“He (Shipp) is just preaching on the basic fundamentals on just keeping composure, but as oppose to in general, he’s really liked to where I’ve progressed compared from last year to now and I’m hearing that from everybody so it’s giving me a lot of confidence.
“My mind tends to race really fast when I’m on the field and tends to go everywhere,” Boateng said. “He wants me to stay calm and you know start squeezing a lot more when it comes to those 10 and 11 personnel, those down blocks and I’m getting it step by step.”
Along with Boateng, redshirt freshman defensive lineman Renell Wren is getting a shot at playing defensive end. So far, Wren has been practicing with the second-team.“Renell, still, he’s got unbelievable size and speed and all that, he’s still looks like the game is still fast to him and he’s got to just get after, quit thinking,” Graham said. “He’s had a solid two or three days. I look at the film today and I want him to turn it loose more. Get more, just quit thinking.”
While Wren is still young, having an entire redshirt year where he got to learn and observe Marcus Hardison helped him progress as a player.
“I was working against Marcus Hardison all the time,” Wren said about last season, “He is kind of my inspiration so I’m just trying to follow his footsteps and being higher than what he is already and working hard to get it.”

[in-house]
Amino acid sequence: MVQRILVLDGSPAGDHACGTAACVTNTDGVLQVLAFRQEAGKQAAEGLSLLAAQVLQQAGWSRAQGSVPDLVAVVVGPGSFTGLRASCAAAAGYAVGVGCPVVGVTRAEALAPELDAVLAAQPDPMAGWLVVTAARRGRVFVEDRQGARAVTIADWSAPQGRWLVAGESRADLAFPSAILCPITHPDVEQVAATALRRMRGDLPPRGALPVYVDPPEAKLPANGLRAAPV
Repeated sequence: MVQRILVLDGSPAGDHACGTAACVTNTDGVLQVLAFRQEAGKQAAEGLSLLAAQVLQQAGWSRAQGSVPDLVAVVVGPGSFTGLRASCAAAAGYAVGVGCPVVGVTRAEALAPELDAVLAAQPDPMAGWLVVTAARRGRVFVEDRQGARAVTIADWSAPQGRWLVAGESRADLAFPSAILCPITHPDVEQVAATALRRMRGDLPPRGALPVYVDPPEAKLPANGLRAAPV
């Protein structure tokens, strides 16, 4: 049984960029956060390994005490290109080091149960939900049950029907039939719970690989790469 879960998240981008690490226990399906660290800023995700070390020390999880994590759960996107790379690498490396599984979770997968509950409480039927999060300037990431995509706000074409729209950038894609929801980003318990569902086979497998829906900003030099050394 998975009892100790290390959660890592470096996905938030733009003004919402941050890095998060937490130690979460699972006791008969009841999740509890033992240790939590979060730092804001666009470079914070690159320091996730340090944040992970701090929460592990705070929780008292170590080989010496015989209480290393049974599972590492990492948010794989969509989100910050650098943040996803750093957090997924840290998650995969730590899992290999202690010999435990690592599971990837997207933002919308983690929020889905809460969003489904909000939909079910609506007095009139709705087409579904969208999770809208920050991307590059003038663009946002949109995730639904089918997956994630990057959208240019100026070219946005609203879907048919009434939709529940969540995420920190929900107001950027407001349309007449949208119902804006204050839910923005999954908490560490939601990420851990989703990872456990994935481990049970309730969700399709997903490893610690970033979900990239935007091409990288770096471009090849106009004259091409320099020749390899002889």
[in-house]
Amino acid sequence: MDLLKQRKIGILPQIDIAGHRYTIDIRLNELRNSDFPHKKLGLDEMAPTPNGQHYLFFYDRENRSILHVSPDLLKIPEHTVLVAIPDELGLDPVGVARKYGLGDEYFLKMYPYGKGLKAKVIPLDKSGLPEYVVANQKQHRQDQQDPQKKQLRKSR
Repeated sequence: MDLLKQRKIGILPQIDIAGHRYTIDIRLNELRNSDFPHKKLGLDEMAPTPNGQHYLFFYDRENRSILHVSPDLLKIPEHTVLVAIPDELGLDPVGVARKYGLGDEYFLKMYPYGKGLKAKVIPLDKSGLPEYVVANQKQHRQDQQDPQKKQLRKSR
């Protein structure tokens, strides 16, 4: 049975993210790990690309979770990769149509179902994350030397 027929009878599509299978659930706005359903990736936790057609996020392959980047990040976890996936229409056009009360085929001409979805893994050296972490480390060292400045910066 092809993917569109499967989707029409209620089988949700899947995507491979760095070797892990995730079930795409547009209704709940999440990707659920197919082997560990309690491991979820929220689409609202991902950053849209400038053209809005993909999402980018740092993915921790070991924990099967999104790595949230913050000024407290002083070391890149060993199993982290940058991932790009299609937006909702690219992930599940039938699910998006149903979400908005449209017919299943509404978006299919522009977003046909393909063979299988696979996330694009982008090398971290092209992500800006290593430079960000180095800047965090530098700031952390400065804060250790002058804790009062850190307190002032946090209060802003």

Wren is listed at 6-foot-5 and 270 pounds, but looks considerably bigger after his first off-season in the program's strength and conditioning program. He said that while most freshman want to come in and play right away, he appreciated that he got to redshirt so he could study the game more and gain more experience before he hits the field.
Over the offseason, Wren said his focus was to get faster and stronger while working on his mental game by watching and studying a lot of film. Shipp has also reminded him about getting his pad level low and exploit all his energy while on the field.
During Thursday’s practice, Wren got chippy with senior offensive guard Christian Westerman during the so-called 'W Drill,' stemming into a shoving match between the two before being pulled apart by teammates and coaches.
Bringing that same intensity to the field each day is Shipp, who both Boateng and Wren gave high remarks.
“It’s crazy, he (Shipp) is intense but you can’t deny productivity and once you see yourself getting better and people are noticing that and you see that it’s coming from him and how hard he pushes, you can’t argue with that,” Boateng said. “I wouldn’t have it any other way. He’s setting up my future and you know he’s giving me the best opportunity to play at the next level and that’s what I want tot do. If it’s hard now, it’s not going to change.”
While Hardison may have departed the program, his work ethic and productivity left marks on the growing defensive line group.
“When it comes to the mindset Marcus Hardison had, he was, if you watch film, he never got off the field and he’s a big guy so just the endurance that he had, it’s good that he instilled that into the defense as a unit and we got to take that with a high head and put that on the field,” Boateng said.